Q&A with Sean Goswell
While Sean Goswell (@Somerset_Traveller) does have a color gallery on his official website, I first familiarized myself with his monochrome work from Instagram. Black & white are my favorite colors (yes, I'm calling them colors, don't @ me), but I am not traditionally drawn to work like this - what is it that sets his work apart from others, and what were the intentions behind stripping away the elements usually thought to be so critical in photos?
|P&F| - There's a certain clarity and focus in your portfolio. It draws my eyes away from the light spaces toward the dark objects, creating literal focus. But there's also that metaphorical light & dark balance that creates a serious, sometimes bleak vibe. What is it about this aesthetic that drew you towards creating a black and white gallery?
Sean - I've always loved black and white images in the sense that it strips away the distractions that colour can bring, which is why I chose to keep my colour gallery separate. I'm always looking to create a mood and atmosphere with my images and I really feel that black and white does this for me.
|P&F| - It's so interesting that you describe color as being a possible distraction, but I think you're absolutely right. However, I think I'm more used to seeing portrait photography and people in monochrome than nature, so this feels very fresh to me. What is it about trees that you're particularly fond of?
Sean - I’ve been photographing trees and woodlands on and off from when I first started out in photography, back around 2010. I lived in Oxfordshire UK at the time which had a lot of trees and woodland, so it was a subject that was on my doorstep and easily accessible. The more I photographed them through the seasons, the more passionate I became about them. Myself and my family have recently moved down to Somerset UK, where we have the Exmoor National Park on our doorstep. Whilst the woodlands are very different to Oxfordshire, the trees on Exmoor are fascinating, the way they have been sculpted by the seasons over the years, so they have provided plenty of fresh images for me.
|P&F| - How do you determine which photos "make the cut" to be a part of your gallery? Is there something particular you look to capture?
Sean - Sometimes I have what I call a "yes moment," when I stop and say yes, this image makes me feel something. But to be honest, that's a very rare thing, and there's probably only a handful of images I'm truly happy with. I've tried to lesson my time editing on the computer, preferring to go out when mother nature is doing the editing for me, be it through dramatic lighting or great clouds.
|P&F| - I think that's incredible, and admirable - overly tinkering with my own creative works is something I definitely struggle with, and it sometimes hinders my output. But nature is glorious, and I think the way you're able to tap into what already exists out in the world and bring that to audiences through the lens of your personal aesthetic is special. Do you have other photographers that inspire you?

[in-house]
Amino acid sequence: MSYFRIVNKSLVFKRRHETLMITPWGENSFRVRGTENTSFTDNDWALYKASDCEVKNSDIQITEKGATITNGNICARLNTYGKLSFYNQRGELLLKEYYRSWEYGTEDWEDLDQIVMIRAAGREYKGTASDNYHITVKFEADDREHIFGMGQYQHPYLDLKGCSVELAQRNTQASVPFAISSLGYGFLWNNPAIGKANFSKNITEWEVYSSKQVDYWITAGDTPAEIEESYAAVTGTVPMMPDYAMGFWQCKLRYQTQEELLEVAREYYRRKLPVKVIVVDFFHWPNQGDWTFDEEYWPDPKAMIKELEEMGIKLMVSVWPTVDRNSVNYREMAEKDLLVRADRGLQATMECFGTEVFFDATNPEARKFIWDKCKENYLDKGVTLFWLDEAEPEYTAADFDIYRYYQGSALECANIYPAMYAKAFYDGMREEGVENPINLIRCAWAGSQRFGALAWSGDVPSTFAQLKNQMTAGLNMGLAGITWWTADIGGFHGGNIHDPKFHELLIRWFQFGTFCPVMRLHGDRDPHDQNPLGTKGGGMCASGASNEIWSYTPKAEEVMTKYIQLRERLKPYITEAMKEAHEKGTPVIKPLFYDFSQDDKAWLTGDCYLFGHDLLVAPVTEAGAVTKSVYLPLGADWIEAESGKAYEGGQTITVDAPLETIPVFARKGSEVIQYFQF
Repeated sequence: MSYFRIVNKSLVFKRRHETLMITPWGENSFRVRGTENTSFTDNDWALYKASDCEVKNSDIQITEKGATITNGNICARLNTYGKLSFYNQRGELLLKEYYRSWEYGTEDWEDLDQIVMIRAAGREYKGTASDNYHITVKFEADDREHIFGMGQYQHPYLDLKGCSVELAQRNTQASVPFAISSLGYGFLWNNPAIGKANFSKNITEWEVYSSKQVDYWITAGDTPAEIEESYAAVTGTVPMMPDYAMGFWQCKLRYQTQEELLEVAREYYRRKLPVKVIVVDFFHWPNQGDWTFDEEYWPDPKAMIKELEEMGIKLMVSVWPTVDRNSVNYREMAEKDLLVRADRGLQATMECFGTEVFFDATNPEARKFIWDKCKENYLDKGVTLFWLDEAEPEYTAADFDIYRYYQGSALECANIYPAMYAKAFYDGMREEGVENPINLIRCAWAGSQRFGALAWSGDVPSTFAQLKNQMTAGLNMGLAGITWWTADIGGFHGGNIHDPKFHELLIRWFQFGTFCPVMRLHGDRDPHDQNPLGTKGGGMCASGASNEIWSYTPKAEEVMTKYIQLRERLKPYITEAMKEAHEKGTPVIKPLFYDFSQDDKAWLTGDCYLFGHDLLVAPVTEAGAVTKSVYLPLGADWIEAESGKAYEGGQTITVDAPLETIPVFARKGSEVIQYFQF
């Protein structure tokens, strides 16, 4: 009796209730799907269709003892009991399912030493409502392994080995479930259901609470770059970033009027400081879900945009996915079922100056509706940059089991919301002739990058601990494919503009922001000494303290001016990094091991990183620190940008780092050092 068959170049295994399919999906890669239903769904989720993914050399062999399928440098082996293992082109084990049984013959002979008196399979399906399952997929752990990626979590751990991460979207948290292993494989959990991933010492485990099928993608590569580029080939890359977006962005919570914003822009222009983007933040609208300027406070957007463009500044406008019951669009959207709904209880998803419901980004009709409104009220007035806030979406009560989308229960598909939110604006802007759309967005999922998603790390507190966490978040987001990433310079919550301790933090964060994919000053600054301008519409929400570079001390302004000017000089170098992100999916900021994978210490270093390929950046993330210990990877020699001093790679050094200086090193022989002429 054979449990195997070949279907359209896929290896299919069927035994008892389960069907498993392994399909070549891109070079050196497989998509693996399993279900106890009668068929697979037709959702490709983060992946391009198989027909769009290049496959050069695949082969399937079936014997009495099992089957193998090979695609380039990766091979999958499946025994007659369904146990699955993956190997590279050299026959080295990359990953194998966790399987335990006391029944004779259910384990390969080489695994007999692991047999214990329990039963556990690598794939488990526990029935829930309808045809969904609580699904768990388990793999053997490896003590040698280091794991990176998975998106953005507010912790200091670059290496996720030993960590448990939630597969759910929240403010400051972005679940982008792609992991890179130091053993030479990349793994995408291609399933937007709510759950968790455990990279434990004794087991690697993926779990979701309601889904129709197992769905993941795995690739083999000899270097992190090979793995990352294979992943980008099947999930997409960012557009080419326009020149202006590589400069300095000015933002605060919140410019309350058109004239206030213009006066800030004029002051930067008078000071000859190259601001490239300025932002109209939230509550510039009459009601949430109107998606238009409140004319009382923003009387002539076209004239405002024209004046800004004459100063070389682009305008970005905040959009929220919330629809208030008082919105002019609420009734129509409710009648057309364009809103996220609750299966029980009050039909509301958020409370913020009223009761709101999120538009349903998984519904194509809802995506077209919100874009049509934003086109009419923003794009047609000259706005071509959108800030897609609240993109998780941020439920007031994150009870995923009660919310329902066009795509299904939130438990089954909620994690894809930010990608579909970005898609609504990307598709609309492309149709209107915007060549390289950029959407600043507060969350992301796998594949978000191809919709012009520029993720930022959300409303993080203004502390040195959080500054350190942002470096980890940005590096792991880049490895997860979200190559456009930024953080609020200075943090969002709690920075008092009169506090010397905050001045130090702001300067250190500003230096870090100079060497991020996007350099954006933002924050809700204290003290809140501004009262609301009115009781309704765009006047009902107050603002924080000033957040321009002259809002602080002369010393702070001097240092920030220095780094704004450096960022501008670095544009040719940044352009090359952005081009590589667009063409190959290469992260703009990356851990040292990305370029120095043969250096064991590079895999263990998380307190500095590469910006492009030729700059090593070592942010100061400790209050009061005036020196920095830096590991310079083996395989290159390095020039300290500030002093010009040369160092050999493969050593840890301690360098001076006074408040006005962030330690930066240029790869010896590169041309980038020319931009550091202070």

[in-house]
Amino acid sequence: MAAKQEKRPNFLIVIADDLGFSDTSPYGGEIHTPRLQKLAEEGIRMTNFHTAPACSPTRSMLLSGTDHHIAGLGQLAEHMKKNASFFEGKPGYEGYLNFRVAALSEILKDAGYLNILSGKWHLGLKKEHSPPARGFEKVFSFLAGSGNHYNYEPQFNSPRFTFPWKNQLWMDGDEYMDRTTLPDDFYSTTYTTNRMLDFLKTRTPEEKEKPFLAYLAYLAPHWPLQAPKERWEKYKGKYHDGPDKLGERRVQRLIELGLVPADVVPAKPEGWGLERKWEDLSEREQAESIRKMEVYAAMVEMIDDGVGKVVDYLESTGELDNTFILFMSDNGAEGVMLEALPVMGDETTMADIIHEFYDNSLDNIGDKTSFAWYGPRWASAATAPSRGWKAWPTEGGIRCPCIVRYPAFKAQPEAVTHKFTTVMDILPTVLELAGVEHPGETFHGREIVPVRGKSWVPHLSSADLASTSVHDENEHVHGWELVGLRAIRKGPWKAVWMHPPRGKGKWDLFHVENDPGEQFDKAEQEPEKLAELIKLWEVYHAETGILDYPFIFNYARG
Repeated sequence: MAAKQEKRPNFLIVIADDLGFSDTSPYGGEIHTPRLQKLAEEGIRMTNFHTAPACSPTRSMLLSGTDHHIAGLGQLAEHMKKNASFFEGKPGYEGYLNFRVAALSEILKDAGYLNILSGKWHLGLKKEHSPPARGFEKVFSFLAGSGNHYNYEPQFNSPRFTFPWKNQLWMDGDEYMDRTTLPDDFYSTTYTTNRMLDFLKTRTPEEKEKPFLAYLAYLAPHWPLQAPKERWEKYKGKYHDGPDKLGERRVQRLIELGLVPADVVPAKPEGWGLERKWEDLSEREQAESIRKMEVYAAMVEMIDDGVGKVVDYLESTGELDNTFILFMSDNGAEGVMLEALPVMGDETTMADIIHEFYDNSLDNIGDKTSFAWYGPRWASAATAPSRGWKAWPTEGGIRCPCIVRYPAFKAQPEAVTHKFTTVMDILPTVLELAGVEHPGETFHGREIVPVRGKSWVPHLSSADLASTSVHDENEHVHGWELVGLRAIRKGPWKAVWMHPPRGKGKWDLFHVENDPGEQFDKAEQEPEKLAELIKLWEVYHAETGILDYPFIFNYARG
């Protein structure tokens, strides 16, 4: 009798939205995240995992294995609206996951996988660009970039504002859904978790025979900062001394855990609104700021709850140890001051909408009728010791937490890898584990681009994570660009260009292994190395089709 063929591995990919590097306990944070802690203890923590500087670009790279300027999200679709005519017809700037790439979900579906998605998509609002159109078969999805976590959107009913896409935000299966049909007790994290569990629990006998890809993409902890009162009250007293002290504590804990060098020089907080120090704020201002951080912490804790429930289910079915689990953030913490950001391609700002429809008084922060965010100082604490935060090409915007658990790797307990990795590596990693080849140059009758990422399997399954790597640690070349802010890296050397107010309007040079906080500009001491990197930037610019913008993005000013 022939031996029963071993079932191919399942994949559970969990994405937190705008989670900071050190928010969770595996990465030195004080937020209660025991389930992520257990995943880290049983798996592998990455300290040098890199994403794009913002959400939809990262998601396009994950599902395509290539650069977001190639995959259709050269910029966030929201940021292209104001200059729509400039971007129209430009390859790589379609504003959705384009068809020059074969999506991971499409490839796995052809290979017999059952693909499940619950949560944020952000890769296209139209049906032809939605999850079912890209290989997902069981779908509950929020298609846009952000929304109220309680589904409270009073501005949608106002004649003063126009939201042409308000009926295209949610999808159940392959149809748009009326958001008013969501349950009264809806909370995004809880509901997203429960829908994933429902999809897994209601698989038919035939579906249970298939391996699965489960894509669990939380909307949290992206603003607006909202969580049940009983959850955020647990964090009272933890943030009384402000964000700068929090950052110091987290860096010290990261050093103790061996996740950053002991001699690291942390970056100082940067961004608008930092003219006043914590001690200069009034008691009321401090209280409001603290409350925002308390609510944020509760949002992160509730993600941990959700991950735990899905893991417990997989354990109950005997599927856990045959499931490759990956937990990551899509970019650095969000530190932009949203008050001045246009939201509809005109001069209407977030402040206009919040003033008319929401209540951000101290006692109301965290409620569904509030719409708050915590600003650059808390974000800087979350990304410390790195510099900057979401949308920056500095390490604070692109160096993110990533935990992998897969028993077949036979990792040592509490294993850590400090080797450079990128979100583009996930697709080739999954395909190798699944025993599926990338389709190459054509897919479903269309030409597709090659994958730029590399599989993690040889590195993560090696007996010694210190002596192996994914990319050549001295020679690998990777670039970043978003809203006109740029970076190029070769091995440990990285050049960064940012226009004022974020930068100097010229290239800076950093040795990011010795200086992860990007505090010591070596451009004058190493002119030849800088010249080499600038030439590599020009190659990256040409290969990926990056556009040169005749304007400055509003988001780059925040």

Sean - Probably too many to mention. The obvious ones are Michael Kenna and Ansel Adams. Eliot Porter was an early influence. More recently the work of UK photographer Paul Sanders has had a big impact on my work. I’ve also recently discovered the black and white landscape work of Don McCullin which is just beautiful.
|P&F| - I will link these photographers as well for others who are interested! (All page links in red). Checking some of these out, I can definitely see where the inspiration comes from. I'll also add this music video that I've always been in love with since I think it fits in nicely with the work here; Ben Howard - "Oats in the Water" directed by Harvey Pearson. I think you'll enjoy that video particularly because I believe you've told me you're in the early stages of a new project?
Sean - Yes, recently I have gotten back into surfing, particularly now that I'm living so close to the ocean. I'm trying to incorporate my love of photography into surfing by documenting the local surf scene; it's a far cry from what I've done before, but it's pushing me outside of my comfort zone, and it's something I really enjoy doing.
|P&F| - That sounds fantastic! I can't wait to see what comes from that.
Sean - I'm sure I'm not fully done with trees and woodland photography, but for now I think I'm done with them for fear of becoming stagnant. I think it can only be a good thing for anybody to push their boundaries creatively.
|P&F| - Variety is the spice of life, and I'm sure it will only further inspire you and nurture the passion that you have for taking photos.
I want to thank Sean Goswell - Somerset_Traveller for taking the time to speak with me, and I hope this has been entertaining!